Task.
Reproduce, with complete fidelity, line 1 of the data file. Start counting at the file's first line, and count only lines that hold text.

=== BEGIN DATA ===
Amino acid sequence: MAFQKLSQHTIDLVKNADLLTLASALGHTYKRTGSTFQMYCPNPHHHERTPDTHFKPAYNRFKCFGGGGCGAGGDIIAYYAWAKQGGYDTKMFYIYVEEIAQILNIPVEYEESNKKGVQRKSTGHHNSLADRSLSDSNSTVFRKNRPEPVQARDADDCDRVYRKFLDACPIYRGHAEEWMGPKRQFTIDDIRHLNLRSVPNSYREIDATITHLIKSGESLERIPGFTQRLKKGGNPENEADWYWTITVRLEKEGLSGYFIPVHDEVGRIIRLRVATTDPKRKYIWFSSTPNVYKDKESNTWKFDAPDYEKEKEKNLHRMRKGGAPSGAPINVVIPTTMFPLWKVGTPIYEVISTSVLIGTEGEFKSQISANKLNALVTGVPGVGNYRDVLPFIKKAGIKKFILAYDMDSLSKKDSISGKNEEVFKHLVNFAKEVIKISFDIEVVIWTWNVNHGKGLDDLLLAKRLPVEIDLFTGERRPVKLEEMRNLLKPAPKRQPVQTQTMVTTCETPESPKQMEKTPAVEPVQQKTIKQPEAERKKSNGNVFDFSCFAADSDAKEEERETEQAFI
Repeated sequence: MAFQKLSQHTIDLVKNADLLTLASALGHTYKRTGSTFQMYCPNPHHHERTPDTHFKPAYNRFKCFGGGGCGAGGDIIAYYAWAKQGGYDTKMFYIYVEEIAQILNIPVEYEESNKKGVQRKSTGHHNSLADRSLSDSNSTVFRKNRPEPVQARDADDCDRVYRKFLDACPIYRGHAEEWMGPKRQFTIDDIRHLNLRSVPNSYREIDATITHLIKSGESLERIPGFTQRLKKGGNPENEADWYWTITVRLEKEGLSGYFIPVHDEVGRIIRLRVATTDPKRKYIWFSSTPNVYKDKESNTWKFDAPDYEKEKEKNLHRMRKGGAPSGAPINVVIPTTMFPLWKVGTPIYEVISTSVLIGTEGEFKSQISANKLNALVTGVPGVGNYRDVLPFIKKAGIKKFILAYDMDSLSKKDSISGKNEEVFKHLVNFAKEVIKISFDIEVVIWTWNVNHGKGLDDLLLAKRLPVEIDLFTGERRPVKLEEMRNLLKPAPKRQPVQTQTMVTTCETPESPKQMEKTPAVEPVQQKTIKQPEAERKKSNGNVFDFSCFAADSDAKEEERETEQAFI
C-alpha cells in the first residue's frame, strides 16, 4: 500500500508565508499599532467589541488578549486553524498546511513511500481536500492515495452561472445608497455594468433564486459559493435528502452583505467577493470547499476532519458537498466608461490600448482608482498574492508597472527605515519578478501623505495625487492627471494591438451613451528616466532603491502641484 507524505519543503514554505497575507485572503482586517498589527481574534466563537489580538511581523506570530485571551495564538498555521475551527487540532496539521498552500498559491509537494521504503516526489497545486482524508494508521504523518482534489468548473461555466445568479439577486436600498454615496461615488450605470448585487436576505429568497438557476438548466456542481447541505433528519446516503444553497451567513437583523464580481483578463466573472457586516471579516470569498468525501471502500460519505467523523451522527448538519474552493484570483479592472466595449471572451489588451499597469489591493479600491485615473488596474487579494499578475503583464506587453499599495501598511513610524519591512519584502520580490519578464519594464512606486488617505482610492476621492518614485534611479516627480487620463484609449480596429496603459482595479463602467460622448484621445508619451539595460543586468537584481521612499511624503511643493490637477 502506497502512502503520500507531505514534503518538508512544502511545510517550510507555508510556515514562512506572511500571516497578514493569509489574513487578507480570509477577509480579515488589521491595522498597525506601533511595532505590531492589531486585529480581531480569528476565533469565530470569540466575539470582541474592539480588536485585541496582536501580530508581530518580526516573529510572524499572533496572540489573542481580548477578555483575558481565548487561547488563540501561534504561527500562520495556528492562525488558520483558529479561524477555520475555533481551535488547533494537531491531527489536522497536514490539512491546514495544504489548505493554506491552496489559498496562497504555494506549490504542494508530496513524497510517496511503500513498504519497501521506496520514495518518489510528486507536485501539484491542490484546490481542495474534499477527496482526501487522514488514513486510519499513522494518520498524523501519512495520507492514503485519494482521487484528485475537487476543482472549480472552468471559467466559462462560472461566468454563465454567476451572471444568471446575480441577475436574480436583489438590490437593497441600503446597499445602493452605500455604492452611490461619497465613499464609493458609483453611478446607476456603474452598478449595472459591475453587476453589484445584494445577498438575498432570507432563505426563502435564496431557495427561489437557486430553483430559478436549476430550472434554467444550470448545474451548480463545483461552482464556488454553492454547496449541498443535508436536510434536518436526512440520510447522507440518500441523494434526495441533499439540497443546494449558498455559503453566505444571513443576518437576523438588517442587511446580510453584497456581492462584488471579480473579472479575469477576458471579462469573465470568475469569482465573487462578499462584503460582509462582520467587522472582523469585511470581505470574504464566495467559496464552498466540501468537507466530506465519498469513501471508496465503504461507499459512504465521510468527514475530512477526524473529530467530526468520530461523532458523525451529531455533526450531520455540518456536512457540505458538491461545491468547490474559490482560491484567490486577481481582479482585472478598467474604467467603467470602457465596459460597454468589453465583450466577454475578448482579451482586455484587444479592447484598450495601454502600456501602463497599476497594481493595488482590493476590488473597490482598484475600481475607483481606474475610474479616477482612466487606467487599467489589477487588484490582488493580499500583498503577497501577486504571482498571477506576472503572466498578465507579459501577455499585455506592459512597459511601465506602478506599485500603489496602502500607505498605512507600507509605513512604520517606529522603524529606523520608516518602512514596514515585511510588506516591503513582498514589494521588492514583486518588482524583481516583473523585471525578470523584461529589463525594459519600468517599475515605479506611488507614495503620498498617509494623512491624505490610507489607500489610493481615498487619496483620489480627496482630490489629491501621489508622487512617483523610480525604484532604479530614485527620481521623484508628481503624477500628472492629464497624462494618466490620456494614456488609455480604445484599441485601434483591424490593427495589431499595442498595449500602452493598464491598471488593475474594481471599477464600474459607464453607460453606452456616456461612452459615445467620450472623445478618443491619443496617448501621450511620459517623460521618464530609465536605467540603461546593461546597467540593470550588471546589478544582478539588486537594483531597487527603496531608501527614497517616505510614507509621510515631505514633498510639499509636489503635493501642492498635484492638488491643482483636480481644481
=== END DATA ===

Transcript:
Amino acid sequence: MAFQKLSQHTIDLVKNADLLTLASALGHTYKRTGSTFQMYCPNPHHHERTPDTHFKPAYNRFKCFGGGGCGAGGDIIAYYAWAKQGGYDTKMFYIYVEEIAQILNIPVEYEESNKKGVQRKSTGHHNSLADRSLSDSNSTVFRKNRPEPVQARDADDCDRVYRKFLDACPIYRGHAEEWMGPKRQFTIDDIRHLNLRSVPNSYREIDATITHLIKSGESLERIPGFTQRLKKGGNPENEADWYWTITVRLEKEGLSGYFIPVHDEVGRIIRLRVATTDPKRKYIWFSSTPNVYKDKESNTWKFDAPDYEKEKEKNLHRMRKGGAPSGAPINVVIPTTMFPLWKVGTPIYEVISTSVLIGTEGEFKSQISANKLNALVTGVPGVGNYRDVLPFIKKAGIKKFILAYDMDSLSKKDSISGKNEEVFKHLVNFAKEVIKISFDIEVVIWTWNVNHGKGLDDLLLAKRLPVEIDLFTGERRPVKLEEMRNLLKPAPKRQPVQTQTMVTTCETPESPKQMEKTPAVEPVQQKTIKQPEAERKKSNGNVFDFSCFAADSDAKEEERETEQAFI